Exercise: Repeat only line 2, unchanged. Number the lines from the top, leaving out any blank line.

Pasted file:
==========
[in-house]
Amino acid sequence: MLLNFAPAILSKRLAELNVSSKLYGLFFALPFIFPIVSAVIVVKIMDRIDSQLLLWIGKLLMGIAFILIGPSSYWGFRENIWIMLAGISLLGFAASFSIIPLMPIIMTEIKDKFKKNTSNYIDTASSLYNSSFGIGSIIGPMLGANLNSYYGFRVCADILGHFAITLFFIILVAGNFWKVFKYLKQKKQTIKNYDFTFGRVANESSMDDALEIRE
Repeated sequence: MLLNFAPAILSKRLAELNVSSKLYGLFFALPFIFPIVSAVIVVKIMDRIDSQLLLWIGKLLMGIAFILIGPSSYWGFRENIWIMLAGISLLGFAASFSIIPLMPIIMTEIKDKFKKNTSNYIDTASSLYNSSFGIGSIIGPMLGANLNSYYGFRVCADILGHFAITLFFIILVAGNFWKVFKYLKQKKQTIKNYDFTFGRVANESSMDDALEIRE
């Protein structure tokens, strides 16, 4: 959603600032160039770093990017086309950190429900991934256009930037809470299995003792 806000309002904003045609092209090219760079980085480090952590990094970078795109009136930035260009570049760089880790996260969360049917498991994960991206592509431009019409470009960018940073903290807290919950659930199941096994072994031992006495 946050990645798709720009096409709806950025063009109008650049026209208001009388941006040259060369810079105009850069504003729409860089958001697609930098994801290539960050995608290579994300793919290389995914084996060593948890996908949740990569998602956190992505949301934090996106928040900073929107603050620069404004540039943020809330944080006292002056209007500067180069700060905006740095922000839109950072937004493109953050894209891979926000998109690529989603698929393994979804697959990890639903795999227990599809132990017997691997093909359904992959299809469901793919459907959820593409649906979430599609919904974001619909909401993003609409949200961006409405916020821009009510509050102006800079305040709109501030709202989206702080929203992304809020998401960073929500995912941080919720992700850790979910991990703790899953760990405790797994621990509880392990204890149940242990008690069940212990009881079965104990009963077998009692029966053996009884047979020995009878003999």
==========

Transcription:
Amino acid sequence: MLLNFAPAILSKRLAELNVSSKLYGLFFALPFIFPIVSAVIVVKIMDRIDSQLLLWIGKLLMGIAFILIGPSSYWGFRENIWIMLAGISLLGFAASFSIIPLMPIIMTEIKDKFKKNTSNYIDTASSLYNSSFGIGSIIGPMLGANLNSYYGFRVCADILGHFAITLFFIILVAGNFWKVFKYLKQKKQTIKNYDFTFGRVANESSMDDALEIRE